4/8/2024 - Politics and Society

Taxes, slaves and opportunities on the fringes of the law

By Marcos Pascis

Taxes, slaves and opportunities on the fringes of the law

Taxes are a necessary element for the maintenance of the institutions of the state, without the extraction of rents it would not be able to afford the complex web that implies the monopoly of violence, the essential attribute of the state as a concept. However, it can be argued that state presence through the direct presence of bureaucrats is imperative for optimal tax collection, and the absence of a professional bureaucracy, in favor of indirect rule or officials with incentives for patronage, results in wide margins of action outside the law.

There are thousands of examples of actions outside the law, encouraged by high taxes in controlled areas. One of them is the entry of slaves into the Río de la Plata in the 17th and 18th centuries, since traders saw opportunities in the Spanish crown's lack of control over the port of Buenos Aires, as opposed to the port of Lima, the epicenter of the Viceroyalty of Peru. According to several studies, 80% of the viceroyalty's trade passed through the port of Lima between the sixteenth and seventeenth centuries. For this reason, new types of taxes were introduced, such as the tax on stamped paper in 1640, and the viceroyal authorities increased fiscal pressure, largely to pay remittances aimed at maintaining the crown's dynastic policy in the metropolis (Klein, 1994). The quasi-monopoly of trade in the port of Lima resulted in an increased fiscal effort for merchants willing to unload their products, for this reason, it can be said that there were strong incentives to look for ports where to enter and export goods without the control of the state. The port of Buenos Aires was ideal for these purposes, as can be seen by the drastic drop in the coffers of Lima, in the graph extracted from Arrigo Amadori (2012).

One of the main commercial goods throughout history were the slaves extracted from the African continent, it is estimated that, between the sixth century and the present, between 11 and 18 million slaves were destined for the Middle Eastern markets (Gakunzi, 2018), and precisely 12,521,337 slaves from Africa arrived to the American coasts between the sixteenth and nineteenth centuries. The need for labor generated dynamics of its own on both sides of the Atlantic. In Africa, different coastal tribes came into contact with European enclaves on the coasts to trade slaves for weapons, which were in turn used to capture individuals from other tribes with whom they went to war. The traders bought those who, if they were optimal, could be resold as slaves in America. One market, undoubtedly smaller compared to that of present-day Brazil, was the Río de la Plata, and one of the main buyers of slaves from Brazil were the Jesuits in the northern part of present-day Argentina and southern Paraguay.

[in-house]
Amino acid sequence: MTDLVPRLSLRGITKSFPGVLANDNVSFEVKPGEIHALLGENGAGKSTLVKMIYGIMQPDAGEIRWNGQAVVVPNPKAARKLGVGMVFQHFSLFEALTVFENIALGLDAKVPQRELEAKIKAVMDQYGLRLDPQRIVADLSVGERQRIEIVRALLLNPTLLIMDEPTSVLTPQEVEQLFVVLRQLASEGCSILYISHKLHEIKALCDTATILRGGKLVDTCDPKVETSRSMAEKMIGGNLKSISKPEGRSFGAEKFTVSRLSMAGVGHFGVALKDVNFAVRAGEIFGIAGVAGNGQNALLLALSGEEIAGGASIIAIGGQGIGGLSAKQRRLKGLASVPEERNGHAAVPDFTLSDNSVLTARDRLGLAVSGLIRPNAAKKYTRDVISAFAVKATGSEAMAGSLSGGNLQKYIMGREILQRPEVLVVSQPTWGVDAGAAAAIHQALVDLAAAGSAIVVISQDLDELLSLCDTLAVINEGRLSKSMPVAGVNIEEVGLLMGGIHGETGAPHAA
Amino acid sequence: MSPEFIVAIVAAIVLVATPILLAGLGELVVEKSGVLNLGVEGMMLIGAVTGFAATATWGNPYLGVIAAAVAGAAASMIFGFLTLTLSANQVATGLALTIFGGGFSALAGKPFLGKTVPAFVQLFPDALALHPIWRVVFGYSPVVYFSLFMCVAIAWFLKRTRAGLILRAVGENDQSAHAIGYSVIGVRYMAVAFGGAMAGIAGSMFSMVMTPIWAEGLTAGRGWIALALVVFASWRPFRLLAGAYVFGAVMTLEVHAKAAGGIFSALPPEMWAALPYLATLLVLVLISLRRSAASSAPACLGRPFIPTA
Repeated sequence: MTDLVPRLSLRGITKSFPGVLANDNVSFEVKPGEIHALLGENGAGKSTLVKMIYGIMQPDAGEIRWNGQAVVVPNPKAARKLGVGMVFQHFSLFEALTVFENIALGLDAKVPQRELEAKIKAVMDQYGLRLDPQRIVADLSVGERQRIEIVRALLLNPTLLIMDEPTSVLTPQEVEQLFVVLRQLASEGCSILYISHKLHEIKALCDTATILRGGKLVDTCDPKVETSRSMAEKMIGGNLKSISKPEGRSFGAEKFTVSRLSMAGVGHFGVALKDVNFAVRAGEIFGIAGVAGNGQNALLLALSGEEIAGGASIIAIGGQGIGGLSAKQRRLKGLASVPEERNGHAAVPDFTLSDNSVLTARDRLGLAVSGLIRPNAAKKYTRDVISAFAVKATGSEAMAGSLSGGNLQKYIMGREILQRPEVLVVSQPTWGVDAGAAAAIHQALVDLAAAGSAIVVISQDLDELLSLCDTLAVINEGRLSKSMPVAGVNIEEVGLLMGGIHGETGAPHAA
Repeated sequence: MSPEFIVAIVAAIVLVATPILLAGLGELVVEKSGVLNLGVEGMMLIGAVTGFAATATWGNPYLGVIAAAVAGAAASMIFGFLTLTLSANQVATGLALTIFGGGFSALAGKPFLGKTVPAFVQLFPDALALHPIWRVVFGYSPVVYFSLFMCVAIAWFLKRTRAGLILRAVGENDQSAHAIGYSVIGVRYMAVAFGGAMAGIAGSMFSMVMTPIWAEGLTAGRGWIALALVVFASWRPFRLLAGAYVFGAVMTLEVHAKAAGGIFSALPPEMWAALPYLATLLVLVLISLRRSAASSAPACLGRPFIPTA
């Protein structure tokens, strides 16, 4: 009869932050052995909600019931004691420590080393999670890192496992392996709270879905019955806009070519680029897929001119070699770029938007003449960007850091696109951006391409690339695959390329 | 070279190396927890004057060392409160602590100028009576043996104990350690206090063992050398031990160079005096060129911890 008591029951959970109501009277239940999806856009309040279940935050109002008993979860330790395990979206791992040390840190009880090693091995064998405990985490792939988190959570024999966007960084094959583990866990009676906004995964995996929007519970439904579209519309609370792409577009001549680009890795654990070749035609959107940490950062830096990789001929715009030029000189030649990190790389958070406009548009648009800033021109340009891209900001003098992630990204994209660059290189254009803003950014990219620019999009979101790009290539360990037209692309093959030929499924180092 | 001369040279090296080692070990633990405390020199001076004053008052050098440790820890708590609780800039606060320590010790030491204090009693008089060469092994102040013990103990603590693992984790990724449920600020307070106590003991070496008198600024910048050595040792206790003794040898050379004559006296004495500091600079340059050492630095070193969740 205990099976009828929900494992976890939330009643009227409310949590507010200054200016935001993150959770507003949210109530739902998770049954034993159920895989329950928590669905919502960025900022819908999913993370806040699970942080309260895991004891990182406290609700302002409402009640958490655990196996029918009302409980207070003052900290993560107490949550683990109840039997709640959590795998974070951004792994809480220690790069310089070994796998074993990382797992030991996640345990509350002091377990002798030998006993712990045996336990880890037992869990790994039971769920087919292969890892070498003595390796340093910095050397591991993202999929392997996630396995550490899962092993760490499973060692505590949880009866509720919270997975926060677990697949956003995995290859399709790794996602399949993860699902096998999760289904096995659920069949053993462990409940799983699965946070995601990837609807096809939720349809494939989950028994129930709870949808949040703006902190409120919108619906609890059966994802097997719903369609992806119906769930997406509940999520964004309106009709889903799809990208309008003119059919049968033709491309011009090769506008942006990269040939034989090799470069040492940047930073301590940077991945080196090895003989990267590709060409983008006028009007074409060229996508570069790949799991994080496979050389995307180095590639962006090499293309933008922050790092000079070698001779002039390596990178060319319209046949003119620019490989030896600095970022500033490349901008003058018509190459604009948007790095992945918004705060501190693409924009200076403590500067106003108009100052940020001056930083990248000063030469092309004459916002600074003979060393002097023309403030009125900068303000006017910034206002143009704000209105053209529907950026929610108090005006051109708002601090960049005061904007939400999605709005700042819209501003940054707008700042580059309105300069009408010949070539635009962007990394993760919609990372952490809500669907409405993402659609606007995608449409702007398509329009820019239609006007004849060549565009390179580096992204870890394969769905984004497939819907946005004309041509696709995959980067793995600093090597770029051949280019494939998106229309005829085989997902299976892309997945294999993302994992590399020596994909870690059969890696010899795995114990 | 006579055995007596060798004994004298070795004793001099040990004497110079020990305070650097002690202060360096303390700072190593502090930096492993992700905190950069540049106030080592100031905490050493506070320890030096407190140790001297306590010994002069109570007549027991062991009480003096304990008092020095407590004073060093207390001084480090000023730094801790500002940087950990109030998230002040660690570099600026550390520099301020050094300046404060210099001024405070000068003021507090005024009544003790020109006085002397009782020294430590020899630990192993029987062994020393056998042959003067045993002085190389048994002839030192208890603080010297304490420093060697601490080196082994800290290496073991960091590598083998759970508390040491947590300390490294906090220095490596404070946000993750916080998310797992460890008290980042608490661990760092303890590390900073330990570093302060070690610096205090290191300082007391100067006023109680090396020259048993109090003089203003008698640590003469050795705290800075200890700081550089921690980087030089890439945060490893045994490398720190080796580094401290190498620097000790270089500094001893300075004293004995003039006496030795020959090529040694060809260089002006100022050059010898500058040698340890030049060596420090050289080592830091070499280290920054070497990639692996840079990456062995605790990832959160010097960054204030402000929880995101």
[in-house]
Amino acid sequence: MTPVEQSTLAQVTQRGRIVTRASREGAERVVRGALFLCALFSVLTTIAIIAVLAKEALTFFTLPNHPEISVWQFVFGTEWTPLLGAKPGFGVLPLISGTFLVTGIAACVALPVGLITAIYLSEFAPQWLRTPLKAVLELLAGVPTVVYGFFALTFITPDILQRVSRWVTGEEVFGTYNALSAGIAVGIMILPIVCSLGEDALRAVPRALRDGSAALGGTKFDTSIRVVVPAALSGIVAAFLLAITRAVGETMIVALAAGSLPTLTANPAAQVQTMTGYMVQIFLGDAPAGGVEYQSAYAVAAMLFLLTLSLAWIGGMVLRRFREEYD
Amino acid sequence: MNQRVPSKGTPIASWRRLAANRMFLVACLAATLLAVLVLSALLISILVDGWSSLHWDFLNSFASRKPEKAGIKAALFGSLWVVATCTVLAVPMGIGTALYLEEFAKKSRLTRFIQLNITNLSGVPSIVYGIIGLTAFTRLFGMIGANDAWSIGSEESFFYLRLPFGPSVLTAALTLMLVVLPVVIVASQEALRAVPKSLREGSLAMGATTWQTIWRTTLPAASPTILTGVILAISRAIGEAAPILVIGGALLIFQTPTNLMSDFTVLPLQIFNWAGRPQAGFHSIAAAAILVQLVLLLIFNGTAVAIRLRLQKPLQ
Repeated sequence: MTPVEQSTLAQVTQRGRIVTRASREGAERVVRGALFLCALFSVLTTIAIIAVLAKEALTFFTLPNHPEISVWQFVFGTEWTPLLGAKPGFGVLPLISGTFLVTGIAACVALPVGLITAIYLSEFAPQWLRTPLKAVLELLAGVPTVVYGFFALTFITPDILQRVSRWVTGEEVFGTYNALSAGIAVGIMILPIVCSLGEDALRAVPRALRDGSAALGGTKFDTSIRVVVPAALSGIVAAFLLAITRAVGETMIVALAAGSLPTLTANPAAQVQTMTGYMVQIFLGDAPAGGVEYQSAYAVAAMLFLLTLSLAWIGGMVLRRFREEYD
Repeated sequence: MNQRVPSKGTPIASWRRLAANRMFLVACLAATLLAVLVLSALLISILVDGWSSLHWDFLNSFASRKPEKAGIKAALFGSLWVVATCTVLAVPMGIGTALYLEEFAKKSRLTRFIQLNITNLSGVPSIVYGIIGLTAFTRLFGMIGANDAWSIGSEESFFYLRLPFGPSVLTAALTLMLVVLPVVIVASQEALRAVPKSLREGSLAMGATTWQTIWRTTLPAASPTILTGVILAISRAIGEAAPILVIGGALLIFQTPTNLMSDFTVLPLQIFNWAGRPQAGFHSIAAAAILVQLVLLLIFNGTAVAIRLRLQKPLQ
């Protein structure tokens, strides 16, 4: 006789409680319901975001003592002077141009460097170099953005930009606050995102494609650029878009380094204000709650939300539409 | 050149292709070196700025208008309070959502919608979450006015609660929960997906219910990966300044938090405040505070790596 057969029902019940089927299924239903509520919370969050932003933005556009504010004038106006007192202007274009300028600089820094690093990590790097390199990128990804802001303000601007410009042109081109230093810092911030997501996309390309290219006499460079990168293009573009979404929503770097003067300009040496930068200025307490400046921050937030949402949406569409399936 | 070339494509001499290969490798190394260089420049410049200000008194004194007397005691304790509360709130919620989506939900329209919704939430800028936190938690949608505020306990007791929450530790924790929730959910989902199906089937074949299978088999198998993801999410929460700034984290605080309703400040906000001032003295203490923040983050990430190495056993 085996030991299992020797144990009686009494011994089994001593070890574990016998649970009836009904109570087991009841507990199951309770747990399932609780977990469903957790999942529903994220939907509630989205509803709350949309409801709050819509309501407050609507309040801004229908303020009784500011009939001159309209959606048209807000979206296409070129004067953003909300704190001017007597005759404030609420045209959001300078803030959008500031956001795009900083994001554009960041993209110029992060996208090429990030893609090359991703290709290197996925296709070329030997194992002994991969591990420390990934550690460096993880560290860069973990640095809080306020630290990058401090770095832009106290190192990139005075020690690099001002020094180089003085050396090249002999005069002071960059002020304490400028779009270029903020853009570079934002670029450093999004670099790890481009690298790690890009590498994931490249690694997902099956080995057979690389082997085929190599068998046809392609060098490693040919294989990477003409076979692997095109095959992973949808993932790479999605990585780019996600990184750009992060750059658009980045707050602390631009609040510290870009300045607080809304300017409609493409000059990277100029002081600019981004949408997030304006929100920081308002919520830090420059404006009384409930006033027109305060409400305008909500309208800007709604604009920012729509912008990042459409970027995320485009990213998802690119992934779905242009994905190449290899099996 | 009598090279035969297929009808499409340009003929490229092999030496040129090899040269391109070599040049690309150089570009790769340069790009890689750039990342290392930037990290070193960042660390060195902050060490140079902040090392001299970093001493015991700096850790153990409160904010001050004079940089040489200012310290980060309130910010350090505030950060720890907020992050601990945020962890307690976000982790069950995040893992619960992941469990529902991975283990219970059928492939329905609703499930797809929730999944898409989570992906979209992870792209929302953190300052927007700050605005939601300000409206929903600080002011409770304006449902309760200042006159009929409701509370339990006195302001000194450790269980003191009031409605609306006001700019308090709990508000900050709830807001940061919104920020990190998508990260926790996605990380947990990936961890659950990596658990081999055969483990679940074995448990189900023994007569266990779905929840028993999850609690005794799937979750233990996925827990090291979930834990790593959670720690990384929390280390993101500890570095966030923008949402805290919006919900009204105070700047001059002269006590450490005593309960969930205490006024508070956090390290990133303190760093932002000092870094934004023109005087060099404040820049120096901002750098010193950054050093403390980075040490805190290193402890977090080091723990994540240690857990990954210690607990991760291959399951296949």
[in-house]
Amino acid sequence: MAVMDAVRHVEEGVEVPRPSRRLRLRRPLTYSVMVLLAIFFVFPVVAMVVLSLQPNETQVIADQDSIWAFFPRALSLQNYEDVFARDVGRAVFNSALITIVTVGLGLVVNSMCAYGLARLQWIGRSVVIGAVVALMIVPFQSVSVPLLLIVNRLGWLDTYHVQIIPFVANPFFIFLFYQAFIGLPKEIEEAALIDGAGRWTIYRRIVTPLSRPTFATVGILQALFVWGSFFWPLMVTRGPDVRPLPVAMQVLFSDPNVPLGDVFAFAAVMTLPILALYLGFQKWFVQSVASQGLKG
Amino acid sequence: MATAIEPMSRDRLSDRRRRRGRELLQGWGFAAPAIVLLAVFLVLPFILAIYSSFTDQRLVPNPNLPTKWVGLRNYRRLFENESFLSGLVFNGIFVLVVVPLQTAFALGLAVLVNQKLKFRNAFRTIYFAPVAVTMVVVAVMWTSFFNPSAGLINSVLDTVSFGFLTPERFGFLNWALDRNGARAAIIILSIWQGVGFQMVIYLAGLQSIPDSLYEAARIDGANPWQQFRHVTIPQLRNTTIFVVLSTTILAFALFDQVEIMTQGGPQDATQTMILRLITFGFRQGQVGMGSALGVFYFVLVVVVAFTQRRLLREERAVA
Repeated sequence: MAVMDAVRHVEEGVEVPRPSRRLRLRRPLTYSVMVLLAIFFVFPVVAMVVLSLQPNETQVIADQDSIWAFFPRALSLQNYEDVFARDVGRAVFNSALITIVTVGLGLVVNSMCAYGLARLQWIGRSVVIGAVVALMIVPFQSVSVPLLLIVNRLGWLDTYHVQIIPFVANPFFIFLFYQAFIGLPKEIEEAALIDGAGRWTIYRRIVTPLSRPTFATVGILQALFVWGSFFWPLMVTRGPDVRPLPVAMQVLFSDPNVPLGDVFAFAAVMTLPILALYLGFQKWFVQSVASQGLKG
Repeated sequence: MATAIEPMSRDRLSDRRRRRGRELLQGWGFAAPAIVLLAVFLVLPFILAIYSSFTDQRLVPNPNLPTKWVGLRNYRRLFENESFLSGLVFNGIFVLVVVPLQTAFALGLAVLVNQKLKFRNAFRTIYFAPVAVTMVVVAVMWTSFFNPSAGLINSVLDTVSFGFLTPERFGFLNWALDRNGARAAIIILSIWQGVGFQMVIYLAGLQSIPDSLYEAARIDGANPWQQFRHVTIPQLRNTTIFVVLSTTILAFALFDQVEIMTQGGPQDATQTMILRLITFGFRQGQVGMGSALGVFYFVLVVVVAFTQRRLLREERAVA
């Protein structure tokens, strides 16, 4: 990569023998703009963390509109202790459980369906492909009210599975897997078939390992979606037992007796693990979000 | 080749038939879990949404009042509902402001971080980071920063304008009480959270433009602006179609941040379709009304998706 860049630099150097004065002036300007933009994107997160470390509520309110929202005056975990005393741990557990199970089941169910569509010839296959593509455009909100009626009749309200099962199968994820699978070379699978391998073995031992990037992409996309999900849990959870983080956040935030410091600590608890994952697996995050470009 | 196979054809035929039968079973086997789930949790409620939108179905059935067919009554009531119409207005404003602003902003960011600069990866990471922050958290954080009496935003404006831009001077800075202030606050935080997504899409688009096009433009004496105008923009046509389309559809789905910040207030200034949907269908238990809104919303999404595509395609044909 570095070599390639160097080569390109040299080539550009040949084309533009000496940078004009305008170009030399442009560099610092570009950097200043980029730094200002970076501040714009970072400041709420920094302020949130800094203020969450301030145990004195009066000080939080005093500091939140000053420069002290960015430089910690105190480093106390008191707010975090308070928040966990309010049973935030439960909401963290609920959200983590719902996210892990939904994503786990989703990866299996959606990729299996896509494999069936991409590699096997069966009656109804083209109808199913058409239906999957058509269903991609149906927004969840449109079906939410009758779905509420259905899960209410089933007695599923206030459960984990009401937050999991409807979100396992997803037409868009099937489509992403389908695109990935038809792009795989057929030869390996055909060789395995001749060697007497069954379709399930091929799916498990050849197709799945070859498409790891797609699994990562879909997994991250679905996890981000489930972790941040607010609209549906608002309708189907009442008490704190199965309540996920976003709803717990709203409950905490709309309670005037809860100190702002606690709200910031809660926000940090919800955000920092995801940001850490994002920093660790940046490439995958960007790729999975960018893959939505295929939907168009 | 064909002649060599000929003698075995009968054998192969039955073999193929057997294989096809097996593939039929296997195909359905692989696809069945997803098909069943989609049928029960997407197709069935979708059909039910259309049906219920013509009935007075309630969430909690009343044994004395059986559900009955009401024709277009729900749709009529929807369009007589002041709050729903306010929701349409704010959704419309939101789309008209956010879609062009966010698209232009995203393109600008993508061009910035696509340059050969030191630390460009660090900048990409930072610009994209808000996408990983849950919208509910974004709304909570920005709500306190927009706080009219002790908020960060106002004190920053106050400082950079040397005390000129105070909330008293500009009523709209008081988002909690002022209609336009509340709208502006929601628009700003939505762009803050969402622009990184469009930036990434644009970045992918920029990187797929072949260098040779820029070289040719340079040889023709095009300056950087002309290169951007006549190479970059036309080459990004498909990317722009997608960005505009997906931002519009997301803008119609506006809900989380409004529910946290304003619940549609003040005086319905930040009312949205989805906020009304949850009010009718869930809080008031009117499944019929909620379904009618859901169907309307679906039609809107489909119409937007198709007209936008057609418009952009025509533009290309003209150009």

Since its second foundation in 1580 by Juan de Garay, Buenos Aires was a route to trade with Spain, an alternative to the official one in the port of Lima. This meant that many products from cities such as Córdoba, Tucumán and Potosí were channeled through the city's port and others from Brazil, including slaves, but also foodstuffs for subsistence in the city which, due to its population, did not demand too much.

For example, Crespi (2001) reports that in 1590, seven slave companies left the city for Angola to supply the market. This situation was unacceptable to Lima's monopolistic merchants who, faced with this competition, complained to the crown, which resulted in the official closure -unless they had a royal license- of trade in the port of Buenos Aires in 1594. However, to avoid depopulation and to prevent other powers from having a free hand to enter Upper Peru "it would be necessary that up to two medium-sized ships go to this city every year, dispatched in that Casa [de Contratación de Sevilla], and that in them the necessary merchandise and things be carried.". However, these shipments were insufficient, especially in the case of the slave market, where numerous merchants had invested considerable sums of money to carry out their operations. Moreover, the slave market was in high demand because slaves were cheaper than those sold by Lima merchants and in regions such as Potosí, where the need for labor was rapidly increasing. This panorama favored the flourishing of illegal forms of supply, which were tolerated and even perpetrated by the authorities in part because, in addition to being a lucrative business, they were integrated into the moral framework of the Ancien Régime. In the context of the "pact" between subjects and lords, it was considered that a law could be overlooked if it was not perceived as just (Veras, 2007).